Today I was in a simulator on runway 20R at KSNA. ATC gave me a VFR clearance and told me to fly heading 080 on departure. The runway has right traffic. I turned right and was told by ATC I should have turned left because you're supposed to always take the shortest turn to assigned heading when given a heading, even if the runway has an opposite traffic pattern.

My question is: Where does the FAR/AIM specify this rule? Are there any other legal publications that specify this?

Bonus points if you can cite a reference to this rule in any PPL textbook e.g. Jeppesen's Guided Flight Discovery Private Pilot. Thanks.

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    $\begingroup$ Did they give you a turn direction, e.g. "turn left heading 080"? $\endgroup$ Sep 29, 2014 at 16:37
  • $\begingroup$ No. I think that may have been part of the test because I think in the real world they would say 'left turn approved' or something like that. So the question is: When they leave it unclera, what should you do? Left turn or right turn? $\endgroup$ Sep 29, 2014 at 18:20
  • $\begingroup$ Actually, in the real world, you'll probably just get a heading in your departure clearance. If you don't get a heading, you need to fly runway heading. There are a lot of technicalities when it comes to flying IFR, and a lot of the rules are not obviously in the regs. Then again, you were VFR, so I'm not sure what's up with that. $\endgroup$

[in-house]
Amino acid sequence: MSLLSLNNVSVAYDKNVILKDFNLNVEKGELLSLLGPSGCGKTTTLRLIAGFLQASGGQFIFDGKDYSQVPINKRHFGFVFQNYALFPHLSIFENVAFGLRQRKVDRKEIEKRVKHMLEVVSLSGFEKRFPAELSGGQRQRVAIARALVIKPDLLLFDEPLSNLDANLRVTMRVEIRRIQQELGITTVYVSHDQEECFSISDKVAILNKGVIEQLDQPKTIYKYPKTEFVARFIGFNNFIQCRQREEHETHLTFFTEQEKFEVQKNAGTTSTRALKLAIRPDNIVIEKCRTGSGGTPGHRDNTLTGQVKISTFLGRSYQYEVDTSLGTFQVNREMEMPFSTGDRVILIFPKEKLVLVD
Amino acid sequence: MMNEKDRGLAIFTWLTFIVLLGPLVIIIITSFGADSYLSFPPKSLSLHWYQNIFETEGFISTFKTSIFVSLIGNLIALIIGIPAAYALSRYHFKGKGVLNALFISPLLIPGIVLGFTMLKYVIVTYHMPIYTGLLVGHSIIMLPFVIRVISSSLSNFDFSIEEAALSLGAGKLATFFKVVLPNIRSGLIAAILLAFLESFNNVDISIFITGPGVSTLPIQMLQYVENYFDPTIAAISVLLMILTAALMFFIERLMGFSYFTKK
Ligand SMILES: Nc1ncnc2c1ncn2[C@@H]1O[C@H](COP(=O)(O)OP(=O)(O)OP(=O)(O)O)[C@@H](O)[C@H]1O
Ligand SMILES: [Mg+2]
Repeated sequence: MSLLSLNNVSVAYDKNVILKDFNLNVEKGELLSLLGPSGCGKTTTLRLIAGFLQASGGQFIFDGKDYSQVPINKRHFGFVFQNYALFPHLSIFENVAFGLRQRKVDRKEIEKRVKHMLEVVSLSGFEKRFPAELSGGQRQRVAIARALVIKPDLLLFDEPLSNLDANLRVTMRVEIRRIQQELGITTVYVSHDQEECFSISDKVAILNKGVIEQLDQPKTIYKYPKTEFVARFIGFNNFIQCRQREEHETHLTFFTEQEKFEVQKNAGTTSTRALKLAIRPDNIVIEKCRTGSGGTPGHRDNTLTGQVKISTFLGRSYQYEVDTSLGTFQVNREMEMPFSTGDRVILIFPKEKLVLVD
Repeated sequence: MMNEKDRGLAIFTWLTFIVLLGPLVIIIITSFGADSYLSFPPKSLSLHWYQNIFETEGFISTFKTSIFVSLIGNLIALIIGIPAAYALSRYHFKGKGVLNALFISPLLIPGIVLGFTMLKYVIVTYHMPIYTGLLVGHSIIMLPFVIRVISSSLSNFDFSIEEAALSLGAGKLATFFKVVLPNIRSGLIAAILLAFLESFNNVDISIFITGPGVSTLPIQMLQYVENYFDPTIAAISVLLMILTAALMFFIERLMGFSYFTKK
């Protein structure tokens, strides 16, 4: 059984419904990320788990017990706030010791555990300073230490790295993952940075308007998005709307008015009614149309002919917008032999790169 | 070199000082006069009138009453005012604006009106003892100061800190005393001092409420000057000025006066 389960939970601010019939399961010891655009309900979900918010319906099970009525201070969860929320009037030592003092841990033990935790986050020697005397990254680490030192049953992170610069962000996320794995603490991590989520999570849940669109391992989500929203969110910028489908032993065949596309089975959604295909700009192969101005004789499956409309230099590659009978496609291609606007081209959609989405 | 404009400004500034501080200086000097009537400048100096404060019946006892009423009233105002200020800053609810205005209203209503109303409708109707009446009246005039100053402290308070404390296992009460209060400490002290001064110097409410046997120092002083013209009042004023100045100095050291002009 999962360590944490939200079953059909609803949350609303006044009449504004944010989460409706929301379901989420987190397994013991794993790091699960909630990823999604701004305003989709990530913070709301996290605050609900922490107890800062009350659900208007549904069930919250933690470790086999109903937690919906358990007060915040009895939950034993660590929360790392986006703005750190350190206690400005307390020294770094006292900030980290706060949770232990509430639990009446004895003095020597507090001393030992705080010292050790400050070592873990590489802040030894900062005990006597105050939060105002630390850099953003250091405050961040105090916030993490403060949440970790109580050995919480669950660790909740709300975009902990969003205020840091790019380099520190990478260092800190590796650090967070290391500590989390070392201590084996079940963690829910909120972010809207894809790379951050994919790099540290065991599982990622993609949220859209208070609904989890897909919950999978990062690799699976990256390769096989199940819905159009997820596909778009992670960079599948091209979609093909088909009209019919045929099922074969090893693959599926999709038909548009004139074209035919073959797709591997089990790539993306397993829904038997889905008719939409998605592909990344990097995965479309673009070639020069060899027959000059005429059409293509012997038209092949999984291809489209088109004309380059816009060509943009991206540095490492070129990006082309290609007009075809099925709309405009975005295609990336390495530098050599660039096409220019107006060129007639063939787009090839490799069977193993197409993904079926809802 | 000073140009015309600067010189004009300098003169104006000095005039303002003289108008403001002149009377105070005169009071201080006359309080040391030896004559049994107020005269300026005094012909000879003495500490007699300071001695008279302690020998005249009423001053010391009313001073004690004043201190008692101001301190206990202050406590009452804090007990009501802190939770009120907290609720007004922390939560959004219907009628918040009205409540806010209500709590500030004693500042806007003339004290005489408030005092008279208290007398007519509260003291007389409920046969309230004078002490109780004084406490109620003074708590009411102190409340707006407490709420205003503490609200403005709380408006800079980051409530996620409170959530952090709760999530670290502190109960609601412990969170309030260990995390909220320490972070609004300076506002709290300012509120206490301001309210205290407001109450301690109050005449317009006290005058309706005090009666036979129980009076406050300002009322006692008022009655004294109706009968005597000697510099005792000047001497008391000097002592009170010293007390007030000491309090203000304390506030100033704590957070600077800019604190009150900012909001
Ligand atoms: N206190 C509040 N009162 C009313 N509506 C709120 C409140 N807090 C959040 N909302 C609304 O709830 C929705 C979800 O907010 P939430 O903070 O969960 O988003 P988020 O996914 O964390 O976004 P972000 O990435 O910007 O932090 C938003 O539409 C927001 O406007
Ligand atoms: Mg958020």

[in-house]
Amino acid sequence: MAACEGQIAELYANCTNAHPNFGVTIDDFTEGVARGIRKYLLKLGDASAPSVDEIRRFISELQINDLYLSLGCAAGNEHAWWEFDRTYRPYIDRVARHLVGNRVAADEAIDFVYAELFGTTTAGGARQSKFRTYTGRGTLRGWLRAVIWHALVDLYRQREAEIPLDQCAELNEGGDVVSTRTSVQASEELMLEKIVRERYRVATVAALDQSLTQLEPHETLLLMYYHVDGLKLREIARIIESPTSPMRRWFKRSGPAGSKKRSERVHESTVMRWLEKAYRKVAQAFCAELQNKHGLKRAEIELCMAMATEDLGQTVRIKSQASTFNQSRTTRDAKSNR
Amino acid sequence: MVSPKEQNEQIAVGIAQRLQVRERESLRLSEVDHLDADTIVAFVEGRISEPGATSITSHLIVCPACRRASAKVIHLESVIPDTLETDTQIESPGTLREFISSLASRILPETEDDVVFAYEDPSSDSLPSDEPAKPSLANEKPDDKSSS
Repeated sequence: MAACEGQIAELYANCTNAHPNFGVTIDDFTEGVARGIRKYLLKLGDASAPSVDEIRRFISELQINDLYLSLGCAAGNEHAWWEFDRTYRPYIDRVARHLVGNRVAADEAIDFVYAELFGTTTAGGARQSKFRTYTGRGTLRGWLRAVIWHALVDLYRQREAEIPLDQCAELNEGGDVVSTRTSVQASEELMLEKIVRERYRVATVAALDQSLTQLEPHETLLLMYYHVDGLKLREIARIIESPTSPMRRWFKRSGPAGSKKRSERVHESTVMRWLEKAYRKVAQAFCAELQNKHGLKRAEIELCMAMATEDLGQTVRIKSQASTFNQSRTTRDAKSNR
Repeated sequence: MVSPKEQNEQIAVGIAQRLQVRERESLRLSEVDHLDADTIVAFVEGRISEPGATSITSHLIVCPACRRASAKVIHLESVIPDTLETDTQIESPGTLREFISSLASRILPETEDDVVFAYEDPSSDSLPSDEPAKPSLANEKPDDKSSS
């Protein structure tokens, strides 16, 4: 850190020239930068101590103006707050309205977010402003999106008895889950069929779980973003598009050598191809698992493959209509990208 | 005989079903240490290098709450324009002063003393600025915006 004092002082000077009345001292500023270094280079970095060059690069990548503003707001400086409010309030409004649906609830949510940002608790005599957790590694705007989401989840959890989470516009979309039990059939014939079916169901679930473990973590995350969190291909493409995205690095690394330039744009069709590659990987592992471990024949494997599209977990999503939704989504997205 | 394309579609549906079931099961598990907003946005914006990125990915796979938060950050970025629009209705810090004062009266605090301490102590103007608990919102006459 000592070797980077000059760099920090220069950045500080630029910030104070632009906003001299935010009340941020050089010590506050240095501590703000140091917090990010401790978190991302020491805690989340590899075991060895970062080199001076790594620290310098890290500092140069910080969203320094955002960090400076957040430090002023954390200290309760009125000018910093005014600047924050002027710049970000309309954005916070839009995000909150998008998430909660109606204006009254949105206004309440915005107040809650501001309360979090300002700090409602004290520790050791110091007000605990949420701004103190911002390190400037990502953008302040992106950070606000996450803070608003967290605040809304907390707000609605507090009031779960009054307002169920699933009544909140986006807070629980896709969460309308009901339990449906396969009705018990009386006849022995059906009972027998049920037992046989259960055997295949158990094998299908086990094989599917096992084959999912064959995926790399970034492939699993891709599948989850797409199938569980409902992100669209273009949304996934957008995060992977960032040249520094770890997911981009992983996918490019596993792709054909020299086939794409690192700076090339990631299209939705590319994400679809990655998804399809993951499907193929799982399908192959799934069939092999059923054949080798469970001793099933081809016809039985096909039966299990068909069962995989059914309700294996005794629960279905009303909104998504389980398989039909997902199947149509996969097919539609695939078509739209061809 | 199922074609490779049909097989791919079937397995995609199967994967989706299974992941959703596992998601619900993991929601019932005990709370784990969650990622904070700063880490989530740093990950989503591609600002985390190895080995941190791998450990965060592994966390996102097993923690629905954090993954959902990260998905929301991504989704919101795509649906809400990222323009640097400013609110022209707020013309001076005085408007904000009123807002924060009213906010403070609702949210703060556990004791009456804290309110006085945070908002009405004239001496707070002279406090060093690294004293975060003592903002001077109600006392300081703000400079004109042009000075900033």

– egid
    Sep 30, 2014 at 3:21

1 Answer 1


The most important point is that if any ATC instruction isn't clear then you should just ask them to repeat or clarify it.

Having said that, turning in the shorter direction is stated in the FAA's Pilot/Controller Glossary:

FLY HEADING (DEGREES)- Informs the pilot of the heading he/she should fly. The pilot may have to turn to, or continue on, a specific compass direction in order to comply with the instructions. The pilot is expected to turn in the shorter direction to the heading unless otherwise instructed by ATC.

In my personal experience, ATC almost always say left or right for heading changes if you're on an approach or departure, but sometimes leave it out if you're in cruise. That makes sense to me: the busier the airspace the more they want to make sure that you don't turn the wrong way.

  • $\begingroup$ Thanks! Yes I think the point here is that unless you know this regulation, there is no uncertainty on whether it's clear or not, you'll simply fly the runway pattern and so won't ask for clarification. $\endgroup$ Sep 29, 2014 at 21:38
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    $\begingroup$ It's also important to note that @seattle272SP's example isn't actually a heading change, it's an initial departure heading. Those are a different animal. $\endgroup$
    – egid
    Sep 30, 2014 at 3:22

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